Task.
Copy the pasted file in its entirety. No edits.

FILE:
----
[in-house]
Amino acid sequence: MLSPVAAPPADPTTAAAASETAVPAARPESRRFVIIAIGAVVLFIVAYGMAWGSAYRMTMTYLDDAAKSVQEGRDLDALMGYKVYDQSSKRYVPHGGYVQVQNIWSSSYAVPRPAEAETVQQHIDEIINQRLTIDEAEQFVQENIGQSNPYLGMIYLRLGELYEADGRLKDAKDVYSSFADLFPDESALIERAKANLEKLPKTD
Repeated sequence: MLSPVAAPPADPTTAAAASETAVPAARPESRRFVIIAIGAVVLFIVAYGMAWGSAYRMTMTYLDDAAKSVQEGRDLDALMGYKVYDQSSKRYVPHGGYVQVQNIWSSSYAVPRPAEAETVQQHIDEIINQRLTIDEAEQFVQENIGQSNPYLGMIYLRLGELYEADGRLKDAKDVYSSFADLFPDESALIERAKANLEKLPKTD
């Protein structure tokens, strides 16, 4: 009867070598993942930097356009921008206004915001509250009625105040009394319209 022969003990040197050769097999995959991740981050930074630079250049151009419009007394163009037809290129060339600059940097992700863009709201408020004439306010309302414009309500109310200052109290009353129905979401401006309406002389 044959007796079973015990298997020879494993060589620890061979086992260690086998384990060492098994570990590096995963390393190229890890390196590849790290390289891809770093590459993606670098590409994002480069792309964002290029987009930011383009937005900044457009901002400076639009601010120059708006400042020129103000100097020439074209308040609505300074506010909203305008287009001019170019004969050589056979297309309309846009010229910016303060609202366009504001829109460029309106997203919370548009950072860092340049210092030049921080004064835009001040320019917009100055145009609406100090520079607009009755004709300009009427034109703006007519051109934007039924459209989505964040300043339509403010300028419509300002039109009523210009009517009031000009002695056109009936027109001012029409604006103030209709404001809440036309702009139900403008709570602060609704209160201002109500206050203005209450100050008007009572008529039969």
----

[in-house]
Amino acid sequence: MLSPVAAPPADPTTAAAASETAVPAARPESRRFVIIAIGAVVLFIVAYGMAWGSAYRMTMTYLDDAAKSVQEGRDLDALMGYKVYDQSSKRYVPHGGYVQVQNIWSSSYAVPRPAEAETVQQHIDEIINQRLTIDEAEQFVQENIGQSNPYLGMIYLRLGELYEADGRLKDAKDVYSSFADLFPDESALIERAKANLEKLPKTD
Repeated sequence: MLSPVAAPPADPTTAAAASETAVPAARPESRRFVIIAIGAVVLFIVAYGMAWGSAYRMTMTYLDDAAKSVQEGRDLDALMGYKVYDQSSKRYVPHGGYVQVQNIWSSSYAVPRPAEAETVQQHIDEIINQRLTIDEAEQFVQENIGQSNPYLGMIYLRLGELYEADGRLKDAKDVYSSFADLFPDESALIERAKANLEKLPKTD
């Protein structure tokens, strides 16, 4: 009867070598993942930097356009921008206004915001509250009625105040009394319209 022969003990040197050769097999995959991740981050930074630079250049151009419009007394163009037809290129060339600059940097992700863009709201408020004439306010309302414009309500109310200052109290009353129905979401401006309406002389 044959007796079973015990298997020879494993060589620890061979086992260690086998384990060492098994570990590096995963390393190229890890390196590849790290390289891809770093590459993606670098590409994002480069792309964002290029987009930011383009937005900044457009901002400076639009601010120059708006400042020129103000100097020439074209308040609505300074506010909203305008287009001019170019004969050589056979297309309309846009010229910016303060609202366009504001829109460029309106997203919370548009950072860092340049210092030049921080004064835009001040320019917009100055145009609406100090520079607009009755004709300009009427034109703006007519051109934007039924459209989505964040300043339509403010300028419509300002039109009523210009009517009031000009002695056109009936027109001012029409604006103030209709404001809440036309702009139900403008709570602060609704209160201002109500206050203005209450100050008007009572008529039969």